QUICK UPDATE: Lauren Bacall’s fashion collection to be showcased in an exhibit at FIT (Fashion Institute of New York)
Fresh-faced Betty Joan Perske brought an unmistakable modernity and sharpness to the silver screen the moment she was cast by director Howard Hawks. She was strong, sultry and beautiful and the studio system, with the help of Hawks himself, carefully crafted her image, right down to her smoky voice and her screen name… Lauren Bacall.
Her first film, “To Have and Have Not,” launched a legendary career and quickly established her as one of Hollywood’s most original and iconic products. It also launched a legendary love affair with her co-star, Humphrey Bogart, 25 years her senior, who went on to become her husband from 1945 – 1957 until his death from cancer. Together they starred in several movies including “The Big Sleep” and “Key Largo” and also found time to raise two children, a son and a daughter. Ms. Bacall also had great comedic chops, well showcased in “How to Marry a Millionaire” in 1953 with Marilyn Monroe. Throughout her career she starred with some of Hollywood’s most iconic leading men including Henry Fonda and Gregory Peck.
A brief and unfortunately well-publicized engagement to Frank Sinatra followed in the late 1950s after which she headed east to indulge her love for theater acting. Her theatre credits took her from comedies such as “Goodbye, Charlie” (1959) to musicals including “Applause” (her first Tony) and “Woman of the Year” for which shed was awarded a second Tony award in 1981. A stormy eight-year marriage to Jason Robards Jr. during this time (1961 – 1969) produced a third child, actor and producer Sam Robards.
Throughout the 1980s and 1990s Bacall starred in a number of films and television movies (as well as continuing her Broadway career) earning her a first Oscar nomination as well as a Golden Globe award for her role alongside Barbara Streisand in “The Mirror Has Two Faces.” In 2009 she was awarded a Governor’s Award, an honorary Oscar, recognizing her “central place in the Golden Age of motion pictures.”
Bacall’s ascension to Hollywood stardom accidentally happened during her teenage years when Niki de Gunzberg, one of Harper’s Bazaar’s editors, discovered the young Bronx native and introduced her to Diana Vreeland. These two editors gave young Betty her first modeling job and subsequent photo projects shot by legendary American photographer Louise Dahl-Wolfe. Vreeland, who loved the teenager’s strong look, essentially “created” the future Lauren Bacall when she gave Betty that famous March 1943 Red Cross cover. Whence the cover hit the newsstand, Nancy “Slim” Hawks, Howard Hawks’ wife, saw something special in the youngster and suggested her husband give the the young beauty a screen test. The rest became history.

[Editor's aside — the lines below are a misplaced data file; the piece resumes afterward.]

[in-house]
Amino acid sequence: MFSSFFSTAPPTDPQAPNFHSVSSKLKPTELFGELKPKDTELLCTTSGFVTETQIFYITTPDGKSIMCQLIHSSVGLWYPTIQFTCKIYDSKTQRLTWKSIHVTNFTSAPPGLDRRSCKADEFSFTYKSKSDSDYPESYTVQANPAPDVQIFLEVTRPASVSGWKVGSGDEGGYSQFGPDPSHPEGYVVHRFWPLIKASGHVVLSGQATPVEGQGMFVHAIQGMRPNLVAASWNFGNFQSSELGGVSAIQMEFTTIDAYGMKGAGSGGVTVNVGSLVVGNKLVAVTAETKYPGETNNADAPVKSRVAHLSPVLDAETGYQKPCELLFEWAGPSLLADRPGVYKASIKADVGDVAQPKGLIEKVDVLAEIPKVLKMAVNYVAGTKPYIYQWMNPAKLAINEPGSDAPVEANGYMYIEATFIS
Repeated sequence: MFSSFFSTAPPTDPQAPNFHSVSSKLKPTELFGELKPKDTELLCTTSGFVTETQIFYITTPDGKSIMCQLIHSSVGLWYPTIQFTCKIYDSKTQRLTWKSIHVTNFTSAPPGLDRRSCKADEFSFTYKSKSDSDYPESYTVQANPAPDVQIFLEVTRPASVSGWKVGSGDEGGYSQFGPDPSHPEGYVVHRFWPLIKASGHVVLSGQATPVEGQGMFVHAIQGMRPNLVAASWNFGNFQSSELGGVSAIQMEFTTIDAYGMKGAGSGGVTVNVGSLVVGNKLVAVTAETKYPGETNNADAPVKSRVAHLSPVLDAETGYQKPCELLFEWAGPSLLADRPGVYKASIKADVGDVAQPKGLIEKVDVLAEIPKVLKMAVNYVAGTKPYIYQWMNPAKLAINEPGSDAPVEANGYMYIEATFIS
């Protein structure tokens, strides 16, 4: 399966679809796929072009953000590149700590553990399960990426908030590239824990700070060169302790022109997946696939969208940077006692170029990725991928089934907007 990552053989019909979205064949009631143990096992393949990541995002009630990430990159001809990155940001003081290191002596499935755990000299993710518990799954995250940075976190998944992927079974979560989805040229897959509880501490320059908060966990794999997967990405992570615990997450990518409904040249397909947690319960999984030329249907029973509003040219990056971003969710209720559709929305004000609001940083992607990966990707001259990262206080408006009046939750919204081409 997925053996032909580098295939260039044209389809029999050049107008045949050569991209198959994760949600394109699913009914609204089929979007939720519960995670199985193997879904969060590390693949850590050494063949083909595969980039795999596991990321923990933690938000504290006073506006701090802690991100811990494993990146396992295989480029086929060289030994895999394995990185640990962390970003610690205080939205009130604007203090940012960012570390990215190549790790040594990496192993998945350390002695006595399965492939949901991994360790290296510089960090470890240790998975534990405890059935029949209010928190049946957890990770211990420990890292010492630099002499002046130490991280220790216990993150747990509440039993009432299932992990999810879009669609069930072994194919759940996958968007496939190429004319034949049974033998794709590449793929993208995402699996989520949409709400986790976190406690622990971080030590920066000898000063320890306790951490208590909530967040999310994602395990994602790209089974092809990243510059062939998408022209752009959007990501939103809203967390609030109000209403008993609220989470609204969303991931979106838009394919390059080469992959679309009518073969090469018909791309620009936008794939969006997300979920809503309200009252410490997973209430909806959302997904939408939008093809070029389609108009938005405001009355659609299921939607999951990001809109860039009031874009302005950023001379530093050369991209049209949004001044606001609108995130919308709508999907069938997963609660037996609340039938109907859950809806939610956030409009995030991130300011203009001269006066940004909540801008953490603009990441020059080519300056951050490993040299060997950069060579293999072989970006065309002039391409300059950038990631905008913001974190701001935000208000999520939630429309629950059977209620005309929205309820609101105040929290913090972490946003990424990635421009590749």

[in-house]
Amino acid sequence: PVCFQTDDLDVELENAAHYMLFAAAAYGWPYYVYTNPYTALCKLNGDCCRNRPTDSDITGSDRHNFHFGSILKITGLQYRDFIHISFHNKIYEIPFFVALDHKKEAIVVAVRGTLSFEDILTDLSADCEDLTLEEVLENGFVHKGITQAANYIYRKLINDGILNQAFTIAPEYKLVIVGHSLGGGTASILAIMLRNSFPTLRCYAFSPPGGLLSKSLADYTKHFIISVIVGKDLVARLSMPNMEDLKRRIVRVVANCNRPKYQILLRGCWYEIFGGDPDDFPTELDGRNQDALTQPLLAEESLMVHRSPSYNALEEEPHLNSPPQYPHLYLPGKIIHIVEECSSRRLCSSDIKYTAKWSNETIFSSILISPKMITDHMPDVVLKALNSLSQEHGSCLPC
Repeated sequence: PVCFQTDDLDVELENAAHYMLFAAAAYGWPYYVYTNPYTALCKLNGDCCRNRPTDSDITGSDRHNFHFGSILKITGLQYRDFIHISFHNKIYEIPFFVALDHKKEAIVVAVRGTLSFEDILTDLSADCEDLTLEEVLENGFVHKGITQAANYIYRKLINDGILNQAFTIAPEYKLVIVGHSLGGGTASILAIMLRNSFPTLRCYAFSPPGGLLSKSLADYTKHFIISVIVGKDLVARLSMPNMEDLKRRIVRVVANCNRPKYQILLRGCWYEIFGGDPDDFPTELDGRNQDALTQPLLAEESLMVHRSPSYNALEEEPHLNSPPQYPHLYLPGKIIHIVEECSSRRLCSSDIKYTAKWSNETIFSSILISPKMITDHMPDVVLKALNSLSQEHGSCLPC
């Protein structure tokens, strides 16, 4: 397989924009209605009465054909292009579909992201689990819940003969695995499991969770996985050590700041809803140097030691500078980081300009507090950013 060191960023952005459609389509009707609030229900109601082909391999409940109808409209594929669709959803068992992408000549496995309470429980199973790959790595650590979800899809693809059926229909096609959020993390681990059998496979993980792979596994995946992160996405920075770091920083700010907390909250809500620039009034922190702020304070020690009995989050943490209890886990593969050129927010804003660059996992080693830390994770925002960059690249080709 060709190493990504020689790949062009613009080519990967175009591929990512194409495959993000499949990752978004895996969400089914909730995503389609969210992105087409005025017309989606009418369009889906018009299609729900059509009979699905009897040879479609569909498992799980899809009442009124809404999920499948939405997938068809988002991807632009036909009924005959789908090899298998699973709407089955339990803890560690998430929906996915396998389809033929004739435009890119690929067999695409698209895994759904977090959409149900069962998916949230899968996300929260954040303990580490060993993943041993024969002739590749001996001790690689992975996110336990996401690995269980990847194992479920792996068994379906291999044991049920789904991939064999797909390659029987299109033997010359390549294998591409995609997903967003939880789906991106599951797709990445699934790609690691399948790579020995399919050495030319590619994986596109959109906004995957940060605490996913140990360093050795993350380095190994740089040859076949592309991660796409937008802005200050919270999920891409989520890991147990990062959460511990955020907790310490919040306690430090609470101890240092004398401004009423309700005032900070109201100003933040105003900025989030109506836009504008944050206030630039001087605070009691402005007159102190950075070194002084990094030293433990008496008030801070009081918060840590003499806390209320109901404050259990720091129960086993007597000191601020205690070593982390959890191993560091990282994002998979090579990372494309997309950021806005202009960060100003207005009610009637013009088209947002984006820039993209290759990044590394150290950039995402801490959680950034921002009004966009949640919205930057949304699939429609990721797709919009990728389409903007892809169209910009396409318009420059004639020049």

Her ties to fashion continued throughout her life with iconic campaigns including the Blackglama “Legend” campaign as well as numerous editorial shoots. Designers loved her glamour, confidence and rogue spirit.
Lauren Bacall’s appeal is based as much on her acting prowess and beauty as it is her personality. Never one to follow conventions, she always stuck to her convictions and was never afraid to butt heads with the powers that be. In the 50s she even flirted with potential career-suicide when she and her husband, Humphrey Bogart, publicly defied the House Un-American Activities hearings in Washington and the Hollywood blacklist purge spearheaded by Senator McCarthy. In the end, their global popularity was such that their careers weren’t derailed.
Her first biography, “Lauren Bacall: By Myself” earned her a National Book Award in 1980. But it was in her second autobiography, “Now,” written in 1994 that she noted her distaste for the term “legend” asking “Aren’t legends dead?”
With her passing this week at 89 years of age we can confirm that Ms. Bacall is, indeed, a legend. According to her bio on the website for the Kennedy Center for the Performing Arts, the organization that granted Ms. Bacall their prestigious Kennedy Centers Honor award in 1997, Ms. Bacall attributed her success accordingly, “My great luck in life was being surrounded by people who had goals.” Barbra Streisand, who directed Bacall’s Academy Award-nominated performance in The Mirror Has Two Faces, gives the legend herself a little more credit, saying, “Lauren’s special beauty is the reflection of her elegance, her intelligence, and her invigorating will.” We couldn’t agree more… and that is why Lauren Bacall is a DIVA WE LOVE.
Some memorable films with Lauren Bacall:
“To Have and Have Not” (1944)
“The Big Sleep” (1946)
“Key Largo” (1948)
“How to Marry a Millionaire” (1953)
“The Shootist” (1976)
Some memorable quote by Lauren Bacall:
Lauren Bacall on Harper’s Bazaar:
– “The Twist of Fate That Changed My Life Forever”
– “Stardom isn’t a profession, it’s an accident.”
– “If there was one thing I had never been, it was mysterious, and if there was one thing I had never done, it was not talk.”
– “I used to tremble from nerves so badly that the only way I could hold my head steady was to lower my chin practically to my chest and look up at Bogie. That was the beginning of The Look.”
– “I think your whole life shows in your face and you should be proud of that.
You can’t always be a leading lady.”
– “In Hollywood, an equitable divorce settlement means each party getting 50% of publicity.”
– “What is the point of working all your life and then stopping?”
Post break-up with Frank Sinatra:
– “I wish Frank Sinatra would just shut up and sing.”
– “Here is a test to find out whether your mission in life is complete. If you’re alive, it isn’t.”
– “I don’t live in the past, although your past is so much a part of what you are that you can’t ignore it. But I don’t look at scrapbooks. I could show you some, but I’d have to climb ladders, and I can’t climb.”
– “I am not a has-been. I am a will be.”